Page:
Look for less pain at the pump as fall arrives in the Midwest, but be ready for higher gas prices that could be triggered by any one of a number of factors, including hurricanes.
That was the word Wednesday from AAA Kansas, which released its fall fuel forecast.
According to AAA Kansas, the national average for a gallon of unleaded gas is expected to drop 14 cents to $2.70 this fall — with the potential to drop even more.
That represents a 14 cent per-gallon drop compared to Wednesday’s $2.84-a-gallon national price and more than a quarter cheaper than this year’s recorded high of $2.97 set in May.
Translating those projected price declines locally, AAA says, Kansas could see an average gas price of about $2.50 a gallon this fall, down from the current $2.64.
Topeka's unleaded prices on Wednesday morning ranged from $2.51 a gallon to $2.69 a gallon, according to GasBuddy.com.
“Cheaper-to-produce gasoline and relatively stable crude oil prices in August, combined with an anticipated drop in consumer gasoline demand post-Labor Day, means consumers will see savings when they fill up at the pump this fall,” Shawn Steward, AAA Kansas spokesman, said in a news release. “However, several outliers can reverse this forecast, including crude oil prices, geopolitical tensions and the mere threat of a hurricane that could interrupt refining and distribution operations.”
Gas prices nationally in 2018 have been significantly higher than 2017, AAA says. The year-to-date-national gas price average of $2.71 is 41 cents more than January to August of last year.
Kansas’ 2018 year-to-date gas price average is $2.54, up 37 cents from the $2.17 in the first eight months of 2017.
AAA listed several factors that affect a possible decrease in gasoline prices, including:
• The switch over to a winter-blend gasoline in mid-September. The difference between summer- and winter-blend gasolines involves the Reid Vapor Pressure — or RVP — of the fuel. RVP is a measure of how easily the fuel evaporates at a given temperature. The more volatile a gasoline, or a higher RVP, the easier it evaporates. Winter-blend fuel, which is cheaper to produce, has a higher RVP because the fuel must be able to evaporate at low temperatures for the engine to operate properly, especially when the engine is cold.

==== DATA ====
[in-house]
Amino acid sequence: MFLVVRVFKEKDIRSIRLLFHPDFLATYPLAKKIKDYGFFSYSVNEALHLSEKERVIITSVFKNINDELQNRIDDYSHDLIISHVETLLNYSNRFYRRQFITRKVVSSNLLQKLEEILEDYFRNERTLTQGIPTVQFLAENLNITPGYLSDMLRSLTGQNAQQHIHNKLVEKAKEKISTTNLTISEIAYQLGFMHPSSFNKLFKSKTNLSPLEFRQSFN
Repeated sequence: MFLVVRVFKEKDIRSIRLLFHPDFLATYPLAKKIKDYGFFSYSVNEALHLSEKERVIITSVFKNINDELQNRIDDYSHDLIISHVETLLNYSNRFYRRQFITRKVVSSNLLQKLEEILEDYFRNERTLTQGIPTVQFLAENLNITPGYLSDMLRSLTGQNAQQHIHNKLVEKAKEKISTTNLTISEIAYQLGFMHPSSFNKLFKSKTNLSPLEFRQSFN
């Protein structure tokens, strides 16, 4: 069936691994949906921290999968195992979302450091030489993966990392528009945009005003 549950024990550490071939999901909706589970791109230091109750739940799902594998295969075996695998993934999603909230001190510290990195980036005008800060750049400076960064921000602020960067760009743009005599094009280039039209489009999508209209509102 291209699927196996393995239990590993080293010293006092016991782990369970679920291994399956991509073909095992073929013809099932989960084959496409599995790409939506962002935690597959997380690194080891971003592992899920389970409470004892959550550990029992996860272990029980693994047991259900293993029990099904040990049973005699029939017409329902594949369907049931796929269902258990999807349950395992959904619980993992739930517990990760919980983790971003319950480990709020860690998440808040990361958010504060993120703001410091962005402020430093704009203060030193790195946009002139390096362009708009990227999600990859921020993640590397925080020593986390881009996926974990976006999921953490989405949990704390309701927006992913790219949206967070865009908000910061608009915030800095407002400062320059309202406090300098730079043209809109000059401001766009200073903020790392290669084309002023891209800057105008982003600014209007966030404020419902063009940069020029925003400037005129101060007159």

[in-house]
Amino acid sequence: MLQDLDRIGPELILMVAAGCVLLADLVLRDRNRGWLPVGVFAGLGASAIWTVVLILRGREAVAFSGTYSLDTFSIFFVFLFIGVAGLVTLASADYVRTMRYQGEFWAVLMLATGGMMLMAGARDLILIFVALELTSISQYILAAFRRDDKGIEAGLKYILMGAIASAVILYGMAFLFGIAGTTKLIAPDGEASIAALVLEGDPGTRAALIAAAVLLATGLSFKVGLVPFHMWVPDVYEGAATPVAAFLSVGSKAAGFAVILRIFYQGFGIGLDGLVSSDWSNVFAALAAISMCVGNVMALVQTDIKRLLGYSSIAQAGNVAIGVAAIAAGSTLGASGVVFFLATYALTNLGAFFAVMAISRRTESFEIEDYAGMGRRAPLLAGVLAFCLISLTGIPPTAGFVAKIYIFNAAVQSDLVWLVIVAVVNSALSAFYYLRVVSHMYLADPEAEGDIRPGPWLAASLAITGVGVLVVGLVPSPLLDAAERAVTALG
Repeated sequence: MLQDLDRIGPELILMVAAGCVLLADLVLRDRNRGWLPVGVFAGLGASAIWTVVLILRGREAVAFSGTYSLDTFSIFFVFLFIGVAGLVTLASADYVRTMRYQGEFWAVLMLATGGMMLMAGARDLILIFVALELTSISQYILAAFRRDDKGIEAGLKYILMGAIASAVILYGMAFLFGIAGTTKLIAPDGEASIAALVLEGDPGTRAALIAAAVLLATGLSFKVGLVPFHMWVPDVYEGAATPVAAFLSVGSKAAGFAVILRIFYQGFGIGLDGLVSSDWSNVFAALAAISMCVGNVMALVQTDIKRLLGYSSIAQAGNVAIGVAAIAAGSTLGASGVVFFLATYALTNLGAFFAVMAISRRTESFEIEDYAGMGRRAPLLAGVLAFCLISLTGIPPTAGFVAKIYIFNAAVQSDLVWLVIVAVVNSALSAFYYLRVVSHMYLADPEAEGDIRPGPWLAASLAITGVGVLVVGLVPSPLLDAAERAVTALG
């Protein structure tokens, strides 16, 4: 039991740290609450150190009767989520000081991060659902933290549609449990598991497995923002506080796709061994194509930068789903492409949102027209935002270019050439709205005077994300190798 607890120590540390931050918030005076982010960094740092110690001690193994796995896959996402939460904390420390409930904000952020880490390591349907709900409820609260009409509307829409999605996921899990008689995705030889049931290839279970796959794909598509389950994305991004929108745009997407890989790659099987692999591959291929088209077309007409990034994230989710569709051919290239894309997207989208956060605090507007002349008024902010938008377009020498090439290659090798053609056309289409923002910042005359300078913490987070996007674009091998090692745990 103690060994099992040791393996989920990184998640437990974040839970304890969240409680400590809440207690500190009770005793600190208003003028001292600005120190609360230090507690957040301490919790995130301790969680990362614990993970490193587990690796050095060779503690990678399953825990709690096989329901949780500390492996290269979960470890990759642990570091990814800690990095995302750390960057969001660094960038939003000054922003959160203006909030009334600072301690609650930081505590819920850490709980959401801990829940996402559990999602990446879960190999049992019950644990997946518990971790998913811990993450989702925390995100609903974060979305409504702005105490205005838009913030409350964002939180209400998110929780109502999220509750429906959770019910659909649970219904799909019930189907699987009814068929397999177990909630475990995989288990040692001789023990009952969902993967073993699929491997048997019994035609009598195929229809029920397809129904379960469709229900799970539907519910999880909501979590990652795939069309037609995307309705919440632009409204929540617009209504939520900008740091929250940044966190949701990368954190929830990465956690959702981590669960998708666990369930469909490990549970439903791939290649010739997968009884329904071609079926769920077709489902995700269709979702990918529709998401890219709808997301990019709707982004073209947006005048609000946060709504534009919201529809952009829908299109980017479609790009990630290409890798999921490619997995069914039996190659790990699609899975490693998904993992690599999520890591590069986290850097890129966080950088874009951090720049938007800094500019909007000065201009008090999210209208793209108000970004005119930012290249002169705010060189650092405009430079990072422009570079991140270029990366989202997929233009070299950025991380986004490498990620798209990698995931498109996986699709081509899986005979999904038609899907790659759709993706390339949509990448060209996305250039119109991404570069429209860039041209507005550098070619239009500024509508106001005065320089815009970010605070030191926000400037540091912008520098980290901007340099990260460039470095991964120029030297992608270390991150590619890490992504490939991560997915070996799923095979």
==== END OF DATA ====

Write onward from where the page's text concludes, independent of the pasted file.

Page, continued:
• A drop in gasoline demand as summer road trips and vacations subside with the arrival of fall.
Factors that could prevent cheaper gas prices, according to AAA, include:
• Crude Market Volatility. Much of 2018 has brought volatility to the domestic and global crude markets as market watchers try to gain insight into forces that will shape global supply this fall. These forces include: Venezuela's collapsing economy; slower-than-expected production growth by the Organization of Petroleum Exporting Countries; and geopolitical uncertainty in the Middle East and around the globe.
• Iran Sanctions. When President Trump announced the United States would withdraw from the Iran Nuclear Deal in May, the decision sent the crude markets into upheaval. In August, the first round of re-imposed sanctions on the country, which target Iran’s financial sector, went into effect and led to a brief increase in crude prices. The next round of sanctions, scheduled to take effect in November, will target Iran’s energy sector, including its crude exports, and likely will have a more sustained impact on crude prices. If and when those sanctions take effect, crude prices likely will surge over an expected reduction in Iranian crude exports and increased tension in the region that could destabilize global crude flows.
• Updated Hurricane Forecast. The National Oceanic and Atmospheric Administration’s Climate Prediction Center predicts a total of 9 to 13 named storms winds of 39 mph or greater, of which four to seven will become hurricanes, including up to two major hurricanes with winds of 111 mph or greater. An average six-month hurricane season produces 12 named storms, of which six become hurricanes, including three major hurricanes. The mere threat of a hurricane in the United States would cause pump prices to spike, likely regionally, because of constrained supply and delivery challenges.
AAA also has released its 2018 Gas Watcher’s Guide, which includes tips on saving money and conserving fuel.
Among tips in the guide:
• If your vehicle’s engine does not require premium or mid-grade fuel, don’t buy it. Using anything other than regular grade is simply a waste of money.
• Don’t top off your gas tank. Stop filling after the automatic nozzle shuts off the second time.
• If you have to replace a gas cap, make sure it is the right one for your car. An ill-fitting cap will increase emissions and trigger the “check engine” light.
• Keep track of gas mileage. If you notice a sudden decrease in fuel economy, have your vehicle checked by a technician to ensure it is operating properly.